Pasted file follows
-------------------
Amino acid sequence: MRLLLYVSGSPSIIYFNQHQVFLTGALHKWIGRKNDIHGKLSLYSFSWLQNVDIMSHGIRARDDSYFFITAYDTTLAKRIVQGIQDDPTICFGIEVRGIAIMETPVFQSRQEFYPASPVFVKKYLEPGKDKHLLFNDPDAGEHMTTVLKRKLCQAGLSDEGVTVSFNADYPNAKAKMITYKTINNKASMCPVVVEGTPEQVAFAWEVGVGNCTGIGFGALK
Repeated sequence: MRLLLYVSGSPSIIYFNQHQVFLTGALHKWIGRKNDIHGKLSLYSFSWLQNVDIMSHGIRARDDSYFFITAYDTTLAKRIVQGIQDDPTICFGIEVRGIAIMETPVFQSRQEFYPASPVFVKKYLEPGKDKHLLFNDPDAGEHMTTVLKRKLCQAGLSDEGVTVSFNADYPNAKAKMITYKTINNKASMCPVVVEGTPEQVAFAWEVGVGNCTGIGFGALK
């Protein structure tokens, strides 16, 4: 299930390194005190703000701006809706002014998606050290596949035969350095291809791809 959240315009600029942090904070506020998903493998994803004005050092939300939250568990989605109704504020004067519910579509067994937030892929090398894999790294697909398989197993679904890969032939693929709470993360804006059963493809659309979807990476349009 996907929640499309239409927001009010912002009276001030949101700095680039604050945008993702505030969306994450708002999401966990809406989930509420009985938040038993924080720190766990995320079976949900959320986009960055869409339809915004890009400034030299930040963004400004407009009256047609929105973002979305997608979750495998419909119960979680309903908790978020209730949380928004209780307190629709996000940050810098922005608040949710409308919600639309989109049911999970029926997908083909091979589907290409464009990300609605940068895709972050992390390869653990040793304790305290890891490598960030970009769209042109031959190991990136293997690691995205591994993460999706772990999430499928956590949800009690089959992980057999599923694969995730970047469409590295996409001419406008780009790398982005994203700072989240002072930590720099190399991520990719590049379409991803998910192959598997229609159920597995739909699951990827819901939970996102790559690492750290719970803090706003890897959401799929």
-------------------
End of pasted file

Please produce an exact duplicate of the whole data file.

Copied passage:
Amino acid sequence: MRLLLYVSGSPSIIYFNQHQVFLTGALHKWIGRKNDIHGKLSLYSFSWLQNVDIMSHGIRARDDSYFFITAYDTTLAKRIVQGIQDDPTICFGIEVRGIAIMETPVFQSRQEFYPASPVFVKKYLEPGKDKHLLFNDPDAGEHMTTVLKRKLCQAGLSDEGVTVSFNADYPNAKAKMITYKTINNKASMCPVVVEGTPEQVAFAWEVGVGNCTGIGFGALK
Repeated sequence: MRLLLYVSGSPSIIYFNQHQVFLTGALHKWIGRKNDIHGKLSLYSFSWLQNVDIMSHGIRARDDSYFFITAYDTTLAKRIVQGIQDDPTICFGIEVRGIAIMETPVFQSRQEFYPASPVFVKKYLEPGKDKHLLFNDPDAGEHMTTVLKRKLCQAGLSDEGVTVSFNADYPNAKAKMITYKTINNKASMCPVVVEGTPEQVAFAWEVGVGNCTGIGFGALK
């Protein structure tokens, strides 16, 4: 299930390194005190703000701006809706002014998606050290596949035969350095291809791809 959240315009600029942090904070506020998903493998994803004005050092939300939250568990989605109704504020004067519910579509067994937030892929090398894999790294697909398989197993679904890969032939693929709470993360804006059963493809659309979807990476349009 996907929640499309239409927001009010912002009276001030949101700095680039604050945008993702505030969306994450708002999401966990809406989930509420009985938040038993924080720190766990995320079976949900959320986009960055869409339809915004890009400034030299930040963004400004407009009256047609929105973002979305997608979750495998419909119960979680309903908790978020209730949380928004209780307190629709996000940050810098922005608040949710409308919600639309989109049911999970029926997908083909091979589907290409464009990300609605940068895709972050992390390869653990040793304790305290890891490598960030970009769209042109031959190991990136293997690691995205591994993460999706772990999430499928956590949800009690089959992980057999599923694969995730970047469409590295996409001419406008780009790398982005994203700072989240002072930590720099190399991520990719590049379409991803998910192959598997229609159920597995739909699951990827819901939970996102790559690492750290719970803090706003890897959401799929």